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Monday, December 09, 2019 {{ new Date().getDay() }}

Although President Donald Trump posted a tweet last Friday condemning the anti-Islam terrorist attack in Christchurch, New Zealand (which has resulted in 50 deaths so far), some of his critics have noted that one of the suspects published a 74-page manifesto that described Trump as “a symbol of renewed white identity and common purpose.” But Trump advisor Kellyanne Conway, during a Monday morning appearance on Fox News’ Fox and Friends, vehemently denied that Trump was an inspiration for the shooter in any way.

While Conway was addressing Fox and Friends co-host Steve Doocy and others, a headline ran across the bottom of the screen saying, “Media, Dems, blame Trump in wake of NZ attacks.” And Conway told the Fox News panel, “This president condemns hate and evil and bigotry, and we will continue to do so. People should feel safe in their places of worship, and we’ve seen far too often where that is not the case.”

Conway went out of her way to distance the New Zealand shooter from Trump’s beliefs, asserting that according to the manifesto, the shooter is “not a conservative” and “referred to himself as an eco-naturalist or an eco-fascist.”

During her March 18 Fox and Friends appearance, Conway also claimed that when Rep. Steve Scalise was shot by gunman James T. Hodgkinson in Arlington, Virginia in June 2017, Republicans didn’t blame liberals for the attack. Conway claimed, “We didn’t go around saying, ‘Gee, the guy said he watches MSNBC’ or ‘He’s a Bernie supporter.’ Nobody should do that.”

But in fact, Conway herself blamed liberals in June 2017 for Hodgkinson’s shooting spree, telling “Fox and Friends” that “as Steve Scalise was fighting for his life and crawling into right field in a trail of blood, you should go back and see what people were saying about the president and the Republicans at that very moment…. If I were shot and killed tomorrow, half of Twitter would explode in applause and excitement…. You can’t attack people personally, in a way, and think that tragedies like this won’t happen.”

Conway’s vigorous defense of Trump on Monday morning came around the time her husband, conservative attorney George Conway, was criticizing Trump for all the ranting he did on Twitter over the weekend. The attorney, describing Trump as a narcissist, tweeted, “Don’t assume that the things he says and does are part of a rational plan or strategy, because they seldom are. Consider them as a product of his pathologies.”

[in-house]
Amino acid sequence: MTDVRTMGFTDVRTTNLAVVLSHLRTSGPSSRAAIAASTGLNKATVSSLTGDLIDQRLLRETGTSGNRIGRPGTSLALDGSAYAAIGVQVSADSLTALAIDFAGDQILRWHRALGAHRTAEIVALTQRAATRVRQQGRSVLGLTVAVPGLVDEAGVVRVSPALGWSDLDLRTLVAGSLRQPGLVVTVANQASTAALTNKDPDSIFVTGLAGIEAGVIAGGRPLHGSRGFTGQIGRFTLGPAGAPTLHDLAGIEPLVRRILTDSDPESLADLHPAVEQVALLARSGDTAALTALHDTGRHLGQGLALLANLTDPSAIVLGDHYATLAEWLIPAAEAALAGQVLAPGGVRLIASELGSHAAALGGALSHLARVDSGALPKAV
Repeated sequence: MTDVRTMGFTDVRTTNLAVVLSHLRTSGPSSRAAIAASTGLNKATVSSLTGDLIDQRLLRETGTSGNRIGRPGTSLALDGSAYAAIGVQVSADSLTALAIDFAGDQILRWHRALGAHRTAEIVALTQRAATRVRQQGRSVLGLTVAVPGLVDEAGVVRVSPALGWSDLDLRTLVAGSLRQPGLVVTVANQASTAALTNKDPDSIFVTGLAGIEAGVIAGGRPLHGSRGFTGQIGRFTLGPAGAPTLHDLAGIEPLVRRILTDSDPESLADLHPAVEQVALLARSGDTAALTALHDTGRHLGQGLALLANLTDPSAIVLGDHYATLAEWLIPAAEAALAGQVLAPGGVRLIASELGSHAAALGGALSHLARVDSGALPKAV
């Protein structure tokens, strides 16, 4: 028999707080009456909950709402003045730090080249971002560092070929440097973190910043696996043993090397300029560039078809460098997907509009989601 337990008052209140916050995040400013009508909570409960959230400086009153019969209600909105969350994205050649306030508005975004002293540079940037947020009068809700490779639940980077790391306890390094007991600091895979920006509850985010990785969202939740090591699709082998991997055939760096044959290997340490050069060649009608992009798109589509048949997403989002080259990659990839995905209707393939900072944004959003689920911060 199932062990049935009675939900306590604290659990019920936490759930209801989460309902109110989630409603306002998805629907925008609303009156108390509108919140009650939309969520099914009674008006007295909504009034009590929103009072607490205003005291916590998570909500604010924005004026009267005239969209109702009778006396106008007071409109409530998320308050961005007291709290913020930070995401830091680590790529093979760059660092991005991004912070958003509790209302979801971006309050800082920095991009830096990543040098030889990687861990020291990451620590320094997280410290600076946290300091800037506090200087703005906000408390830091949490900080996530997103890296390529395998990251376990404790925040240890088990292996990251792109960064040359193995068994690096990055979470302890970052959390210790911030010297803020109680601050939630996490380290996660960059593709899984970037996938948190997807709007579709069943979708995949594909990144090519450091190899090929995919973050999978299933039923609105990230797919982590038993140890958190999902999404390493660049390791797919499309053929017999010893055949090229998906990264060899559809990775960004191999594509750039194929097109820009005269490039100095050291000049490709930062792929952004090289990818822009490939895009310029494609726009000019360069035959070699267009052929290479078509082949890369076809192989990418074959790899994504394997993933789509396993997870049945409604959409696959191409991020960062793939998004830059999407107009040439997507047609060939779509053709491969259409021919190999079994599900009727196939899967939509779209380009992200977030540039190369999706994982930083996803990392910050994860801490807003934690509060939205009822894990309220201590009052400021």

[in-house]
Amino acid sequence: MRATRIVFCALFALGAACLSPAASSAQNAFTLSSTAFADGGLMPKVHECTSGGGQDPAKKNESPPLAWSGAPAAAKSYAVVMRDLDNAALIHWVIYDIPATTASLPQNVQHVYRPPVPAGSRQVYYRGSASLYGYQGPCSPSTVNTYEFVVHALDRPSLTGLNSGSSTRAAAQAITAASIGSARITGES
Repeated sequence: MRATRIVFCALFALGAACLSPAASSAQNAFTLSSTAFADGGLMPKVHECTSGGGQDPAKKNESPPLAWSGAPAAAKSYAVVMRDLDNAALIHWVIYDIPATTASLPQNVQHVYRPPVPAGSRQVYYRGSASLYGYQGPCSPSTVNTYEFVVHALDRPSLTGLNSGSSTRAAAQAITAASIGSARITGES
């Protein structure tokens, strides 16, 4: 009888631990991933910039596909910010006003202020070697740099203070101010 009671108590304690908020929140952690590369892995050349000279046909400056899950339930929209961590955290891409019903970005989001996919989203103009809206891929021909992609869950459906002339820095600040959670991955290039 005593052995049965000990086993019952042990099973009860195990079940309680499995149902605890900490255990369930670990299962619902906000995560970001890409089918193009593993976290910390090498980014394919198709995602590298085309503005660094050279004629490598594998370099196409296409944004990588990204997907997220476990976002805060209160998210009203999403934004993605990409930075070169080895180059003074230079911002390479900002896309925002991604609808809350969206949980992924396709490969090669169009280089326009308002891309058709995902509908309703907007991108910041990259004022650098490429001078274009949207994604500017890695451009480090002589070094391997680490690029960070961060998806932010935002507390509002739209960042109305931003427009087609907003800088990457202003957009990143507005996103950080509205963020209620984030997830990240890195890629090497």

The Conways have had many disagreements on the merits of Trump’s presidency. While George Conway has been a frequent critic of the president on the right, his wife is among Trump’s most vocal defenders.

Actor as Donald Trump in Russia Today video ad

Screenshot from RT's 'Trump is here to make RT Great Again'

Russia Today, the network known in this country as RT, has produced a new "deep fake" video that portrays Donald Trump in post-presidential mode as an anchor for the Kremlin outlet. Using snippets of Trump's own voice and an actor in an outlandish blond wig, the ad suggests broadly that the US president is indeed a wholly owned puppet of Vladimir Putin– as he has so often given us reason to suspect.

"They're very nice. I make a lot of money with them," says the actor in Trump's own voice. "They pay me millions and hundreds of millions."

But when American journalists described the video as "disturbing," RT retorted that their aim wasn't to mock Trump, but his critics and every American who objects to the Russian manipulations that helped bring him to power.

As an ad for RT the video is amusing, but the network's description of it is just another lie. Putin's propagandists are again trolling Trump and America, as they've done many times over the past few years –- and this should be taken as a warning of what they're doing as Election Day approaches.

The Lincoln Project aptly observed that the Russians "said the quiet part out loud" this time, (Which is a bad habit they share with Trump.)